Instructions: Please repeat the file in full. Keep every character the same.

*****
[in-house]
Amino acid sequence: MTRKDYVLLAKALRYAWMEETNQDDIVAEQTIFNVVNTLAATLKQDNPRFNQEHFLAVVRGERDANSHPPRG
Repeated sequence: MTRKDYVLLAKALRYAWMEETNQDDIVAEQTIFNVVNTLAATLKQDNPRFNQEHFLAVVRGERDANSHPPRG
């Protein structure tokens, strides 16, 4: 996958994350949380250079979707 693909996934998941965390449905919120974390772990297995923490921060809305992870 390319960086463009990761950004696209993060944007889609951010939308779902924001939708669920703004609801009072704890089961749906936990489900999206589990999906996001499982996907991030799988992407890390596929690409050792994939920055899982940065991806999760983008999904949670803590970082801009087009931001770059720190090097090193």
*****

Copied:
[in-house]
Amino acid sequence: MTRKDYVLLAKALRYAWMEETNQDDIVAEQTIFNVVNTLAATLKQDNPRFNQEHFLAVVRGERDANSHPPRG
Repeated sequence: MTRKDYVLLAKALRYAWMEETNQDDIVAEQTIFNVVNTLAATLKQDNPRFNQEHFLAVVRGERDANSHPPRG
């Protein structure tokens, strides 16, 4: 996958994350949380250079979707 693909996934998941965390449905919120974390772990297995923490921060809305992870 390319960086463009990761950004696209993060944007889609951010939308779902924001939708669920703004609801009072704890089961749906936990489900999206589990999906996001499982996907991030799988992407890390596929690409050792994939920055899982940065991806999760983008999904949670803590970082801009087009931001770059720190090097090193």